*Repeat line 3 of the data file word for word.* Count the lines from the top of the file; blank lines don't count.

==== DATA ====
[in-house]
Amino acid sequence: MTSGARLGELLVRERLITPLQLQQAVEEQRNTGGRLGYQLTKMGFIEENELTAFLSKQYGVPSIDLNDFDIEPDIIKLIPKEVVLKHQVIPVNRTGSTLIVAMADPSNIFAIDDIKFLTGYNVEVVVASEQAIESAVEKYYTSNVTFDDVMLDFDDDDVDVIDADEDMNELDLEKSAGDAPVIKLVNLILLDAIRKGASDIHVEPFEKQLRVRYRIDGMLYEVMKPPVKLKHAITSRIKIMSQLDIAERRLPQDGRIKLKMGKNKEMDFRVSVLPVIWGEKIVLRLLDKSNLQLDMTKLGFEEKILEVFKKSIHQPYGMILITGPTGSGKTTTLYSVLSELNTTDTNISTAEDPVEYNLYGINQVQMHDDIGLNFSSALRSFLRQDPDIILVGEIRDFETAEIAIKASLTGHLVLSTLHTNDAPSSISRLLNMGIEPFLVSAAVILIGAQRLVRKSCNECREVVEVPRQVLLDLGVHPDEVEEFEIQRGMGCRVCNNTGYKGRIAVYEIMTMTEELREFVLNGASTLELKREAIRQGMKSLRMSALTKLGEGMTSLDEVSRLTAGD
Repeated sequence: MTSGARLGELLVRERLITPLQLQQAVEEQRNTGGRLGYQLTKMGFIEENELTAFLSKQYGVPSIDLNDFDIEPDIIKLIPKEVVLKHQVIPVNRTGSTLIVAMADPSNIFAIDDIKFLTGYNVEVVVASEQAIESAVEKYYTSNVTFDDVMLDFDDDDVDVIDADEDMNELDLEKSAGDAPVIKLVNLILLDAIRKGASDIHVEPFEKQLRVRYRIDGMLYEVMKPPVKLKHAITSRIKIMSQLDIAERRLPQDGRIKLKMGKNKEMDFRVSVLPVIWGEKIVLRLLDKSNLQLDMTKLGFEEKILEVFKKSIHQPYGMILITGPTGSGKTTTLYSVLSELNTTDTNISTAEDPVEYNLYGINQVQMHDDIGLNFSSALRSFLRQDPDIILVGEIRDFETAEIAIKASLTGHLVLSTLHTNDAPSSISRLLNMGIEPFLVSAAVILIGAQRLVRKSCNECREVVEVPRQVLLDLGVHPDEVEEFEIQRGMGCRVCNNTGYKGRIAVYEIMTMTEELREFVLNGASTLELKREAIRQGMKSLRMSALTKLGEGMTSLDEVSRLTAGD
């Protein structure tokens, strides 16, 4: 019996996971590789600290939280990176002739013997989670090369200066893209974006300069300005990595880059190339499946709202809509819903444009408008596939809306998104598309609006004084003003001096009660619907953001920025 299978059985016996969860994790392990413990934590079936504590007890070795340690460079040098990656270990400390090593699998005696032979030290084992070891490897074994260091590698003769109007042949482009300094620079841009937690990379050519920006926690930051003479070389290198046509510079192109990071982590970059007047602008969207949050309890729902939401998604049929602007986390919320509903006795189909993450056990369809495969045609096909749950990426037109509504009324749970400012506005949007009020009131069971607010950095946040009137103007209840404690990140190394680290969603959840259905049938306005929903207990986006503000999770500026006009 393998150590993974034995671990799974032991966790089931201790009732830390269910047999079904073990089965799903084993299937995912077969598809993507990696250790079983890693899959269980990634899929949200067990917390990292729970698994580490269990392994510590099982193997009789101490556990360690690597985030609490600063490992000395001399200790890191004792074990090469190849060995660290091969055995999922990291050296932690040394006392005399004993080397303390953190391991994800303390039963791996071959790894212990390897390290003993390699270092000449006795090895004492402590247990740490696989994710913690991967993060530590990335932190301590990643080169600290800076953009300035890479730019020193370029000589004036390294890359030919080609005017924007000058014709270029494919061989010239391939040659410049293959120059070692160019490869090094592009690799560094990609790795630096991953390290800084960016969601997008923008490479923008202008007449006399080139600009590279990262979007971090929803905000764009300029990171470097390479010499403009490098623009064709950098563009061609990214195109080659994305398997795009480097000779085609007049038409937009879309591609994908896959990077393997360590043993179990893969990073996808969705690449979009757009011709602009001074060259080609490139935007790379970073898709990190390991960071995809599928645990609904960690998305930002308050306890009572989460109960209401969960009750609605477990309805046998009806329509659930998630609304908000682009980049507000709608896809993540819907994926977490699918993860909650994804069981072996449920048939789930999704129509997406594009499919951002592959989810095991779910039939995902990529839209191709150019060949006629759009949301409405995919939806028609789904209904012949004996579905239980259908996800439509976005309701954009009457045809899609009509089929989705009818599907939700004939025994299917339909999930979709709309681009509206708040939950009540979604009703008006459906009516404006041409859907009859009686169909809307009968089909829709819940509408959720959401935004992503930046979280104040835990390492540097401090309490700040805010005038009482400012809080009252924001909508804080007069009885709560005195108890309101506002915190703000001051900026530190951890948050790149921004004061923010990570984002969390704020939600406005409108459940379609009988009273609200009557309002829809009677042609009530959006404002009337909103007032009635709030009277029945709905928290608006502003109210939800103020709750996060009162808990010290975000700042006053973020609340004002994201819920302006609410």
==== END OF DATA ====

Repeated sequence: MTSGARLGELLVRERLITPLQLQQAVEEQRNTGGRLGYQLTKMGFIEENELTAFLSKQYGVPSIDLNDFDIEPDIIKLIPKEVVLKHQVIPVNRTGSTLIVAMADPSNIFAIDDIKFLTGYNVEVVVASEQAIESAVEKYYTSNVTFDDVMLDFDDDDVDVIDADEDMNELDLEKSAGDAPVIKLVNLILLDAIRKGASDIHVEPFEKQLRVRYRIDGMLYEVMKPPVKLKHAITSRIKIMSQLDIAERRLPQDGRIKLKMGKNKEMDFRVSVLPVIWGEKIVLRLLDKSNLQLDMTKLGFEEKILEVFKKSIHQPYGMILITGPTGSGKTTTLYSVLSELNTTDTNISTAEDPVEYNLYGINQVQMHDDIGLNFSSALRSFLRQDPDIILVGEIRDFETAEIAIKASLTGHLVLSTLHTNDAPSSISRLLNMGIEPFLVSAAVILIGAQRLVRKSCNECREVVEVPRQVLLDLGVHPDEVEEFEIQRGMGCRVCNNTGYKGRIAVYEIMTMTEELREFVLNGASTLELKREAIRQGMKSLRMSALTKLGEGMTSLDEVSRLTAGD